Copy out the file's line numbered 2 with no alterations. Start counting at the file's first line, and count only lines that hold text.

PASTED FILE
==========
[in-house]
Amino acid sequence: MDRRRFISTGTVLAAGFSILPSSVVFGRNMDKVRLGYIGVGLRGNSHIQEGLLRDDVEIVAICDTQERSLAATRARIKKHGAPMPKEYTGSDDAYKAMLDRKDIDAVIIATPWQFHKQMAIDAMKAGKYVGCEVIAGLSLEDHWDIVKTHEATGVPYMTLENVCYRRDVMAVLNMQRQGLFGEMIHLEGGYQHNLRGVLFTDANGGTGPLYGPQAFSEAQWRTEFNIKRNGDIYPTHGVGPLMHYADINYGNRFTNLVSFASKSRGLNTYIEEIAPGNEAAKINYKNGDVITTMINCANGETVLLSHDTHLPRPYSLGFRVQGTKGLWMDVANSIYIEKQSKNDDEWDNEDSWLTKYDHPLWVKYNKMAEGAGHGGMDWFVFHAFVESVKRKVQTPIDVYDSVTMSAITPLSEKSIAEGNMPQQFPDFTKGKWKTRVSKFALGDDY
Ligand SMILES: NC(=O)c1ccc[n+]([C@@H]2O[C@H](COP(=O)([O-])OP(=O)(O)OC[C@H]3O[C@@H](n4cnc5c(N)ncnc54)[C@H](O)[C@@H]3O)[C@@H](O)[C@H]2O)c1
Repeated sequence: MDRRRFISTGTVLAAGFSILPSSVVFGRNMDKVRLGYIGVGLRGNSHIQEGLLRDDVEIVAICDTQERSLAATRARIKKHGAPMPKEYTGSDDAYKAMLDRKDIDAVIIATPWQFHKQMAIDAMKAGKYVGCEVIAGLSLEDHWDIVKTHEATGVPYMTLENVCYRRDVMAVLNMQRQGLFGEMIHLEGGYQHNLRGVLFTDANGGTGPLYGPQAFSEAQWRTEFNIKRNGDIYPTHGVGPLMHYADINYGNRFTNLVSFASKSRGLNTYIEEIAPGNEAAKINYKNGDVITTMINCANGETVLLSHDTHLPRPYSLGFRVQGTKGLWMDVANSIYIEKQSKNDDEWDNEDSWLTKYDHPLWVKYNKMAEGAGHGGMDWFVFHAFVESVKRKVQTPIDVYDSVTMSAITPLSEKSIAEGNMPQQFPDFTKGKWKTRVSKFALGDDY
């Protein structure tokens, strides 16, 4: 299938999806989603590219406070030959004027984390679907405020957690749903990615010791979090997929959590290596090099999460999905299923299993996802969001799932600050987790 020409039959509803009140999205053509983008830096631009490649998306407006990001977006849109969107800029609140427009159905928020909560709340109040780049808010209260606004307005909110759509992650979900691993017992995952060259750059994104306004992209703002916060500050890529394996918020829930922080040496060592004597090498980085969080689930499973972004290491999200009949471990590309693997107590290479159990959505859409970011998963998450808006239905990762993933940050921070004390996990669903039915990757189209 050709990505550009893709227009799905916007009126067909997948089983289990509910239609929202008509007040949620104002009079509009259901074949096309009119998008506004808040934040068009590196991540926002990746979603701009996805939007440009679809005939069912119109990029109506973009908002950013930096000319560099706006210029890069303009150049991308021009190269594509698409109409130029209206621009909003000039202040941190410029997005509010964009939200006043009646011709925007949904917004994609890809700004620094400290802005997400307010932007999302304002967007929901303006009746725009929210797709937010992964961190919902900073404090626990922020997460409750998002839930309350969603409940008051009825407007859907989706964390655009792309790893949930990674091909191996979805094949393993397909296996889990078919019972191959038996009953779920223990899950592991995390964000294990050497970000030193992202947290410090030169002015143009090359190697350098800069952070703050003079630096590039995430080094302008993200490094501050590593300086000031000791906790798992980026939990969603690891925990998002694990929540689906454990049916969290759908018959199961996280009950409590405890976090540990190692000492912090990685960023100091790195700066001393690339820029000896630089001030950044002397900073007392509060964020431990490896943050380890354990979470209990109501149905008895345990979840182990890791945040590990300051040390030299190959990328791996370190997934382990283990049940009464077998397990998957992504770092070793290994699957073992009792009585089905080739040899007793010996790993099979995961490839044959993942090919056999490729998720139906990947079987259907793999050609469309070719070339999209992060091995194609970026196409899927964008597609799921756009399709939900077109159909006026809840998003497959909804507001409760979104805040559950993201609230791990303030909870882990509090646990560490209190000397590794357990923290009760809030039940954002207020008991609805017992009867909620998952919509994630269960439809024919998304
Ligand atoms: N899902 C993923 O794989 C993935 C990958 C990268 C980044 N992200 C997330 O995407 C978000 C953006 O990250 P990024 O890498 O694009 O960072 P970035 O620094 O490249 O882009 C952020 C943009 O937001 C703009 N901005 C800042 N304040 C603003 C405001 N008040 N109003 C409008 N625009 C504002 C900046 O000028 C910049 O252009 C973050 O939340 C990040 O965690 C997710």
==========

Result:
Amino acid sequence: MDRRRFISTGTVLAAGFSILPSSVVFGRNMDKVRLGYIGVGLRGNSHIQEGLLRDDVEIVAICDTQERSLAATRARIKKHGAPMPKEYTGSDDAYKAMLDRKDIDAVIIATPWQFHKQMAIDAMKAGKYVGCEVIAGLSLEDHWDIVKTHEATGVPYMTLENVCYRRDVMAVLNMQRQGLFGEMIHLEGGYQHNLRGVLFTDANGGTGPLYGPQAFSEAQWRTEFNIKRNGDIYPTHGVGPLMHYADINYGNRFTNLVSFASKSRGLNTYIEEIAPGNEAAKINYKNGDVITTMINCANGETVLLSHDTHLPRPYSLGFRVQGTKGLWMDVANSIYIEKQSKNDDEWDNEDSWLTKYDHPLWVKYNKMAEGAGHGGMDWFVFHAFVESVKRKVQTPIDVYDSVTMSAITPLSEKSIAEGNMPQQFPDFTKGKWKTRVSKFALGDDY